Indeed, the theory of kin selection has even been invoked to suggest that ethnocentrism is innate and ethnic conflict is inevitable in multi-ethnic societies, a conclusion unwelcome across the mainstream political spectrum in the West today, where political parties of all persuasions are seemingly equally committed to building multi-ethnic societies.
Unfortunately, Singer does not address any of these issues.
Animal Liberation After Darwin
Singer is most famous for his advocacy on behalf of what he calls animal liberation.
In ‘A Darwinian Left’, he argues that the Darwinian worldview reinforces the case for animal liberation by confirming the evolutionary continuity between humans other animals.
This suggests that there are unlikely to be fundamental differences in kind as between humans and other animals (e.g. in the capacity to feel pain) sufficient to justify the differences in treatment currently accorded humans and animals.
Thus, Singer concludes:
“By knocking out the idea that we are a separate creation from the animals, Darwinian thinking provided the basis for a revolution in our attitudes to non-human animals” (p17).
This makes our consumption of animals as food, our killing of them for sport, our enslavement of them as draft animals, or even pets, and our imprisonment of them in zoos and laboratories all ethically suspect, since these are not things generally permitted in respect of humans.
Yet Singer fails to recognise that human-animal continuity cuts two ways.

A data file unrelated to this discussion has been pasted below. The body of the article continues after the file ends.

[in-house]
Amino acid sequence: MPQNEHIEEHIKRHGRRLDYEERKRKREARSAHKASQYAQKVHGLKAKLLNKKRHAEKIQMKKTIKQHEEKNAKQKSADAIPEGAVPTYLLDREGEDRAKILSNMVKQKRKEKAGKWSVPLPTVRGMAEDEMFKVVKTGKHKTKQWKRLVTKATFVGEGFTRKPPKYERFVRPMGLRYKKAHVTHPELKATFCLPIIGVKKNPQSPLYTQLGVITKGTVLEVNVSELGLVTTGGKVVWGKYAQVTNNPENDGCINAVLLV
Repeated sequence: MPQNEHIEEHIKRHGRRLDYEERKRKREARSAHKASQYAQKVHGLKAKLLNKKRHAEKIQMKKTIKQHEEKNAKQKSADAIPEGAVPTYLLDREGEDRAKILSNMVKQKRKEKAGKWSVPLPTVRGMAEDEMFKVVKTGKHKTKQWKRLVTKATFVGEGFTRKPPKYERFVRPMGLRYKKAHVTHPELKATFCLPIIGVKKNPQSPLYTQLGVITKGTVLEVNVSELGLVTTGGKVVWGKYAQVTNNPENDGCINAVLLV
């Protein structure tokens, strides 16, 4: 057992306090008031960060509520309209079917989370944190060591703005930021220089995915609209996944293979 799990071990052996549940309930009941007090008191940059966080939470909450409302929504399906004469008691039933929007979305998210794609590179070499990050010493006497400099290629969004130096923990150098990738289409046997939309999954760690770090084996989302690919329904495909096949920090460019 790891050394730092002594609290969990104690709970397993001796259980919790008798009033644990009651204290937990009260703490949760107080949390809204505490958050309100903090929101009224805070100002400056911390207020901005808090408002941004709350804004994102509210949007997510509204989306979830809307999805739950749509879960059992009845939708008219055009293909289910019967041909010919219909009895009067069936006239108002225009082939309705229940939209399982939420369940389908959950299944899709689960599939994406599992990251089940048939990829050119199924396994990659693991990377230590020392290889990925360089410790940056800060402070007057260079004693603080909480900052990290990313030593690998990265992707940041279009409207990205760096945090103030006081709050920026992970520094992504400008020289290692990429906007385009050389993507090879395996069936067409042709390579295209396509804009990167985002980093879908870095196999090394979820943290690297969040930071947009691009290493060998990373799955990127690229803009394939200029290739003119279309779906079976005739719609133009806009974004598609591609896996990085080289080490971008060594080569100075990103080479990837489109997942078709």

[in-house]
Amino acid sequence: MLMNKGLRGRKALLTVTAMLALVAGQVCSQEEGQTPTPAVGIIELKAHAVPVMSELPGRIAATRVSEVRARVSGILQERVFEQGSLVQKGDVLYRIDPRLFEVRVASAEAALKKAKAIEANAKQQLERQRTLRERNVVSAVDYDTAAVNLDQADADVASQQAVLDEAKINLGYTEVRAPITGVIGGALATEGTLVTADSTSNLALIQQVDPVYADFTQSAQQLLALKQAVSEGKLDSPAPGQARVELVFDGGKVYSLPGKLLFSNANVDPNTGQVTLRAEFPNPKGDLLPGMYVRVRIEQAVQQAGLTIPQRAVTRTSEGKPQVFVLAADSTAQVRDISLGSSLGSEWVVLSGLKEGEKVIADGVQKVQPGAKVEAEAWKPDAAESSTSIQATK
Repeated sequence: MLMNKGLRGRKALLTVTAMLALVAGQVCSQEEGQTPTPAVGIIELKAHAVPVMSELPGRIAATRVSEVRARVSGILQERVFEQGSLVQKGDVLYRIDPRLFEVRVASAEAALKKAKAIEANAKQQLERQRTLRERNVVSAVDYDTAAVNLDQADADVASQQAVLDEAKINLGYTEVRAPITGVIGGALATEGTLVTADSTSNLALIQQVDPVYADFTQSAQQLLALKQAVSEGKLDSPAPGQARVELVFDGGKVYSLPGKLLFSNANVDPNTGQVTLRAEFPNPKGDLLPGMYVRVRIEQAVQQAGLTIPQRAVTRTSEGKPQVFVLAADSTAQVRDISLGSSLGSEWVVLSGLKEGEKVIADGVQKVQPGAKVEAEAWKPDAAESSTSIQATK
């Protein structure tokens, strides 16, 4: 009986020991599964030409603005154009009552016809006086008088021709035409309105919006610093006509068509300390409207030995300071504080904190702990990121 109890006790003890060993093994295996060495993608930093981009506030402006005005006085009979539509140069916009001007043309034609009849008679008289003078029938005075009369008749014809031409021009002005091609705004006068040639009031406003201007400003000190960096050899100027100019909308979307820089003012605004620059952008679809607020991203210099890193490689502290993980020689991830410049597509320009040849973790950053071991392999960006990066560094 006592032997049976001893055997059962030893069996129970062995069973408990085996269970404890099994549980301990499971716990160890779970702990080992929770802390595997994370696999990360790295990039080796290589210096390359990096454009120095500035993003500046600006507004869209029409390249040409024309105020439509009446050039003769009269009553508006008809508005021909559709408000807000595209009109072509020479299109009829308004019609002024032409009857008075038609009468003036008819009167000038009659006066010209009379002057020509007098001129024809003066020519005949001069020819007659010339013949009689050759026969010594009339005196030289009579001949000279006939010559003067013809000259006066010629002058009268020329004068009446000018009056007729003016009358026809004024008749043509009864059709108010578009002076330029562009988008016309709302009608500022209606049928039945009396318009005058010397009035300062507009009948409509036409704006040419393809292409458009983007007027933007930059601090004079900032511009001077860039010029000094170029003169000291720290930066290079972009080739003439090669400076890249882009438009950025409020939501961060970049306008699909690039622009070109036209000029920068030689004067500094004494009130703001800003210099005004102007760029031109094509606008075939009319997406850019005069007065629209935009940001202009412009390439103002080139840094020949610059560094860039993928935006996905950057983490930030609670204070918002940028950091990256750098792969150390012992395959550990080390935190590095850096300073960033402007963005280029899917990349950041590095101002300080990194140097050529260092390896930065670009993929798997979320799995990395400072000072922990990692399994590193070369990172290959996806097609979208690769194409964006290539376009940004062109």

Thus, anti-vivisectionists argue that animal testing is not only immoral, but also ineffective, because drugs and other treatments often have very different effects on humans than they do on the animals used in drug testing.
Our evolutionary continuity with non-human species makes this argument less plausible.
Moreover, if humans are subject to the same principles of natural selection as other species, this suggests, not the elevation of animals to the status of humans, but rather the relegation of humans to just another species of animal.
In short, we do not occupy a position midway between beasts and angels; we are beasts through and through, and any attempt to believe otherwise is mere delusion.
Finally, acceptance of the existence of human nature surely entails recognition of carnivory as a part of that nature.
Thus, just because meat-eating may be natural for humans, in the sense that meat was a part of our ancestors diet in the EEA, this does not necessarily mean that it is morally right or even morally justifiable.
However, the fact that meat is indeed a natural part of the human diet does suggest that, in health terms, vegetarianism is likely to be nutritionally sub-optimal.